Durant said the Thunder appreciate him more for his dedication for the team and because he "gives his all every second he's on the floor."
"A lot of people may not like what he brings to our team. But inside, we love what he does," Durant said. "He's a different player, a different person, but we love what he brings. It's unfortunate that he can't compete at the highest level of basketball, which is the playoffs."
Westbrook smashed his right hand down on the scorer's table after Beverley crashed into him, but he remained in the game Wednesday night although he was clearly hobbling. Presti said Westbrook was allowed to keep playing because he felt comfortable and the team considered the injury action "consistent with a bone bruise."
It came as a surprise when Durant and the rest of the team arrived at the practice facility Friday that Westbrook, who had been seemingly indestructible, would be out.
In his fifth NBA season, Westbrook has never previously missed a game. He had the league's longest active streak of consecutive games played, with 394 straight regular-season games. He also has played in all 45 of Oklahoma City's playoff games, including last year's run to the NBA Finals.
"I think we all know Russell. He obviously wants to play. But at the end of the day, this was a medical decision," Presti said.
Backup Reggie Jackson figures to move into Westbrook's starting spot as the only other player with any significant time playing the point. Oklahoma City traded away former backup point guard Eric Maynor in February, getting only a trade exception and the rights to a Greek player with no NBA experience in return.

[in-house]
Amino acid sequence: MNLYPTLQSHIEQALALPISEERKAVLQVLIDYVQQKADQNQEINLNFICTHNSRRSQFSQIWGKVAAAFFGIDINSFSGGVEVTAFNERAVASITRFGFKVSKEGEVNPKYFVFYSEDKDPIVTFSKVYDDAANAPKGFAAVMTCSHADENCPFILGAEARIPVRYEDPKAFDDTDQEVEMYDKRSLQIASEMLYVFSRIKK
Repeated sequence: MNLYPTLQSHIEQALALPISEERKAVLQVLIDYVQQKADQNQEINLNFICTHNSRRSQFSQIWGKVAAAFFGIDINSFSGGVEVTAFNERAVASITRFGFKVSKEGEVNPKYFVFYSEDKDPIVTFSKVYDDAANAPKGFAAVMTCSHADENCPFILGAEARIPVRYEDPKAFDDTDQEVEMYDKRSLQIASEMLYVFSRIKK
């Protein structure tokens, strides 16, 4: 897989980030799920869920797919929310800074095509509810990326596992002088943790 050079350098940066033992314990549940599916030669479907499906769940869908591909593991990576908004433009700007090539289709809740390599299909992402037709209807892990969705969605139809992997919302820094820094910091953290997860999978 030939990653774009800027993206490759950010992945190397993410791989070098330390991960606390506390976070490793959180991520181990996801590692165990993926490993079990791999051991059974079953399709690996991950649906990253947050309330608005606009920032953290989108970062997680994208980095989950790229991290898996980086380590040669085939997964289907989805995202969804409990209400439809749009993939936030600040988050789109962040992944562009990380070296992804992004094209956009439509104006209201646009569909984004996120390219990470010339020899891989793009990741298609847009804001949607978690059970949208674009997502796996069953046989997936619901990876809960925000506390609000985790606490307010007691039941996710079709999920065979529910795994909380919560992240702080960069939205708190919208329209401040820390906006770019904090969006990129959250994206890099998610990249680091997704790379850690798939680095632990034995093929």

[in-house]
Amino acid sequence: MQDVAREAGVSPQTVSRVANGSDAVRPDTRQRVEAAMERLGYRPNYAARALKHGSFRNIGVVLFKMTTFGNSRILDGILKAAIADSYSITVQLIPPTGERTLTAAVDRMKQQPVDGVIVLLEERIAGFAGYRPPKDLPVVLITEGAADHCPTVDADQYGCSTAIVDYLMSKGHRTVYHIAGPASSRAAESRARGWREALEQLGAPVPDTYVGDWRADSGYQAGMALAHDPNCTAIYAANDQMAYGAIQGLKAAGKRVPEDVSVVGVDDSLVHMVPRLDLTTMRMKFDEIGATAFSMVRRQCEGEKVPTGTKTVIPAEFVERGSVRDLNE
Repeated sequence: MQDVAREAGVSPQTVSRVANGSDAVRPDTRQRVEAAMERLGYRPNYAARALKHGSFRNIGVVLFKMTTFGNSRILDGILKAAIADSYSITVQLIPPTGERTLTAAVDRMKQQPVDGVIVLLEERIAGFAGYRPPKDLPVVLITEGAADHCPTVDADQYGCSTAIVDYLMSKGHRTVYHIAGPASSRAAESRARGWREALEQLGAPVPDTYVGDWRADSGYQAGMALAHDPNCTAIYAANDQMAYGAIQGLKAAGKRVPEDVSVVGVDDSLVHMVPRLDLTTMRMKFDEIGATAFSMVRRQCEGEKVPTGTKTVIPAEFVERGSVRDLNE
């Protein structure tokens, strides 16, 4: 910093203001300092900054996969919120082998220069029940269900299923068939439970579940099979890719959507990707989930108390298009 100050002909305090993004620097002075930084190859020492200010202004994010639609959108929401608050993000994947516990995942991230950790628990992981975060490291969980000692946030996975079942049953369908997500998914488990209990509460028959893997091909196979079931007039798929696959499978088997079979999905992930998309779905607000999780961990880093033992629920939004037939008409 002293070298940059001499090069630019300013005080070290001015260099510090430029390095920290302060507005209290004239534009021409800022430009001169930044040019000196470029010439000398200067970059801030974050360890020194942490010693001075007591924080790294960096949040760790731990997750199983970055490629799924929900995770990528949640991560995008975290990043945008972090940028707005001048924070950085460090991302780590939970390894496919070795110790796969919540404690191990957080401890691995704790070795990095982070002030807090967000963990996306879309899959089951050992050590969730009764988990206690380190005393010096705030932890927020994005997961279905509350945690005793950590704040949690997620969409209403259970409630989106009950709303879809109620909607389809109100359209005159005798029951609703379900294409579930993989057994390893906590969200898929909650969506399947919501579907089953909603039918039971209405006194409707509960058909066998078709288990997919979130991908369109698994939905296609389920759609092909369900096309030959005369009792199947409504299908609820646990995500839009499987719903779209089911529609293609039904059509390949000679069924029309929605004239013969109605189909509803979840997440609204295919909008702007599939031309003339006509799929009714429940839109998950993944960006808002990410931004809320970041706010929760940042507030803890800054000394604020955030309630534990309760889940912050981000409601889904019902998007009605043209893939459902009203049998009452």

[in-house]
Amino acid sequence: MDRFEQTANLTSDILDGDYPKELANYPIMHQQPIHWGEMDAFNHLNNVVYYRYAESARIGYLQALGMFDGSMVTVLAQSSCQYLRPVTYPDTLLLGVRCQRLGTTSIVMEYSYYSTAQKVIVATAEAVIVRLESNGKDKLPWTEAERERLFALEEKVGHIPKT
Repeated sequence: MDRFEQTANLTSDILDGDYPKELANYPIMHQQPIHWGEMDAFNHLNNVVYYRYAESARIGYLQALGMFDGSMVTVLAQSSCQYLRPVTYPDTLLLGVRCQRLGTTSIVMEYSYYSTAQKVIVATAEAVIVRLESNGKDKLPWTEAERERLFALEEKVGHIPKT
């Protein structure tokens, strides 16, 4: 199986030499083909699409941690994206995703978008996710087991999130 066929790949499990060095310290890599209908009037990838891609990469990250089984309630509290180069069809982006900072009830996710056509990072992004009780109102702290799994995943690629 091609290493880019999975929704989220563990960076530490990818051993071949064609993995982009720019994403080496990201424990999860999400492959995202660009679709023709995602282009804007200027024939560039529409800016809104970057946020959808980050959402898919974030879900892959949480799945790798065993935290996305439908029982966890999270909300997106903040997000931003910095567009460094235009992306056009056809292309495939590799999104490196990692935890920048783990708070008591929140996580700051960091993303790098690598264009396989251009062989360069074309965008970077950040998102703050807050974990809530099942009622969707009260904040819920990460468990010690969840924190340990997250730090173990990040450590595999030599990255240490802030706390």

James Harden, who used to share some time at the point, is now on the opposite side as an All-Star for Houston.
Veteran Derek Fisher has previously played the point, but has been primarily used as a spot-up 3-point shooter in two stints with Oklahoma City.
Brooks wouldn't divulge his plans for how to replace Westbrook, but said Durant will have to take on even more playmaking duties.
"He's definitely going to have to be a guy that's going to have to handle the ball more. But he has actually for this past year has handled the ball more with that second unit," Brooks said. "He's always been somewhat of our point forward."
In general, the Thunder have avoided major injuries to their core players during their ascent into NBA title contenders. Durant has missed only five games over the past four seasons. His only time out of the lineup this season was the final game of the regular season, when he was healthy.
In total, the Thunder's starters missed only eight combined games all of this season. Westbrook, Durant and Serge Ibaka started every game of the 2011-12 season, and center Kendrick Perkins missed just one.
"Injuries are a part of sports and every team has to deal with them. Now, our team has to come together and make some adjustments," Presti said. "We've got a heck of a group of guys in our uniform, we've got a great coaching staff and it's going to take everybody in the building to pull together as we go forward, and our focus is on Game 3."
Information from ESPN NBA writer Kevin Arnovitz was used in this report.